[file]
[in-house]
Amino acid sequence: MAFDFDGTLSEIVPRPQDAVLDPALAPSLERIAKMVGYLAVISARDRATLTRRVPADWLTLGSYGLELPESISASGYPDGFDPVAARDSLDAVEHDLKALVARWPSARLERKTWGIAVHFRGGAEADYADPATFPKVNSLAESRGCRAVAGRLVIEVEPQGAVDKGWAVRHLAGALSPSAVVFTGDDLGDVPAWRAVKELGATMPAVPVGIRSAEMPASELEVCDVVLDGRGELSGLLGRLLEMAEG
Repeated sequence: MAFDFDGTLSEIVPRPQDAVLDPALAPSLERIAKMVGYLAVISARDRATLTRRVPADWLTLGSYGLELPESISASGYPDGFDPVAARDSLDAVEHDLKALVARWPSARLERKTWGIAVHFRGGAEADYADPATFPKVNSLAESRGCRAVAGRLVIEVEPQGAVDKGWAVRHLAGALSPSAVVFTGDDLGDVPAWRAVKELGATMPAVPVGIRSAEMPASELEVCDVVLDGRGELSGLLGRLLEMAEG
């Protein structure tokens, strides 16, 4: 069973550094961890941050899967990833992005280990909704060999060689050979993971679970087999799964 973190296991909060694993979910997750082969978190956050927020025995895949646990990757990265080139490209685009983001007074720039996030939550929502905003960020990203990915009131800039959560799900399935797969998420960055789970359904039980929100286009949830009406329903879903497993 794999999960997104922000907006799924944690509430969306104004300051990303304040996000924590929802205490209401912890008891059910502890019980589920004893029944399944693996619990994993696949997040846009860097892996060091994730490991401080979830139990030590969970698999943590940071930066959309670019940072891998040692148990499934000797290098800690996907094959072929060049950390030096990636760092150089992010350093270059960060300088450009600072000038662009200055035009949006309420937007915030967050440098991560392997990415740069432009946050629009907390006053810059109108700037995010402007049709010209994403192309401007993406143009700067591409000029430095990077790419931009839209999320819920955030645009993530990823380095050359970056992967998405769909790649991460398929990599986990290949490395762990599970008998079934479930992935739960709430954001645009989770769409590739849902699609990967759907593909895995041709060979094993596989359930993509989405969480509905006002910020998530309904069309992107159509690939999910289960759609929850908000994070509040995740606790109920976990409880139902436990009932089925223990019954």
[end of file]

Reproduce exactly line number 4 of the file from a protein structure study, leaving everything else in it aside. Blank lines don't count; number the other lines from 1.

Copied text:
């Protein structure tokens, strides 16, 4: 069973550094961890941050899967990833992005280990909704060999060689050979993971679970087999799964 973190296991909060694993979910997750082969978190956050927020025995895949646990990757990265080139490209685009983001007074720039996030939550929502905003960020990203990915009131800039959560799900399935797969998420960055789970359904039980929100286009949830009406329903879903497993 794999999960997104922000907006799924944690509430969306104004300051990303304040996000924590929802205490209401912890008891059910502890019980589920004893029944399944693996619990994993696949997040846009860097892996060091994730490991401080979830139990030590969970698999943590940071930066959309670019940072891998040692148990499934000797290098800690996907094959072929060049950390030096990636760092150089992010350093270059960060300088450009600072000038662009200055035009949006309420937007915030967050440098991560392997990415740069432009946050629009907390006053810059109108700037995010402007049709010209994403192309401007993406143009700067591409000029430095990077790419931009839209999320819920955030645009993530990823380095050359970056992967998405769909790649991460398929990599986990290949490395762990599970008998079934479930992935739960709430954001645009989770769409590739849902699609990967759907593909895995041709060979094993596989359930993509989405969480509905006002910020998530309904069309992107159509690939999910289960759609929850908000994070509040995740606790109920976990409880139902436990009932089925223990019954």